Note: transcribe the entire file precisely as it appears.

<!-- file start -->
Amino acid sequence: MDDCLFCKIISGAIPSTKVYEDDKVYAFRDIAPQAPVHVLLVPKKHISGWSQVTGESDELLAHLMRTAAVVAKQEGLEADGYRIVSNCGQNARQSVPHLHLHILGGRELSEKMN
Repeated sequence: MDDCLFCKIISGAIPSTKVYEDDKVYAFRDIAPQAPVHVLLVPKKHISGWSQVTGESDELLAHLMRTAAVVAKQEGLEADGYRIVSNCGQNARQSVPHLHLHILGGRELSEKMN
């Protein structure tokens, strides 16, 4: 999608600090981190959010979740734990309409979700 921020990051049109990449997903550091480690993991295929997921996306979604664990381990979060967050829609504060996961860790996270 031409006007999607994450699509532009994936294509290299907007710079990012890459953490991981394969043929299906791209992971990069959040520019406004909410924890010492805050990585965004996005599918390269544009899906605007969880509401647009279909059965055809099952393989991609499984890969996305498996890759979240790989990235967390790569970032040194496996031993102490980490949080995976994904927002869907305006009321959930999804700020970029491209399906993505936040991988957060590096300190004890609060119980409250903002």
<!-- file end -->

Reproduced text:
Amino acid sequence: MDDCLFCKIISGAIPSTKVYEDDKVYAFRDIAPQAPVHVLLVPKKHISGWSQVTGESDELLAHLMRTAAVVAKQEGLEADGYRIVSNCGQNARQSVPHLHLHILGGRELSEKMN
Repeated sequence: MDDCLFCKIISGAIPSTKVYEDDKVYAFRDIAPQAPVHVLLVPKKHISGWSQVTGESDELLAHLMRTAAVVAKQEGLEADGYRIVSNCGQNARQSVPHLHLHILGGRELSEKMN
């Protein structure tokens, strides 16, 4: 999608600090981190959010979740734990309409979700 921020990051049109990449997903550091480690993991295929997921996306979604664990381990979060967050829609504060996961860790996270 031409006007999607994450699509532009994936294509290299907007710079990012890459953490991981394969043929299906791209992971990069959040520019406004909410924890010492805050990585965004996005599918390269544009899906605007969880509401647009279909059965055809099952393989991609499984890969996305498996890759979240790989990235967390790569970032040194496996031993102490980490949080995976994904927002869907305006009321959930999804700020970029491209399906993505936040991988957060590096300190004890609060119980409250903002």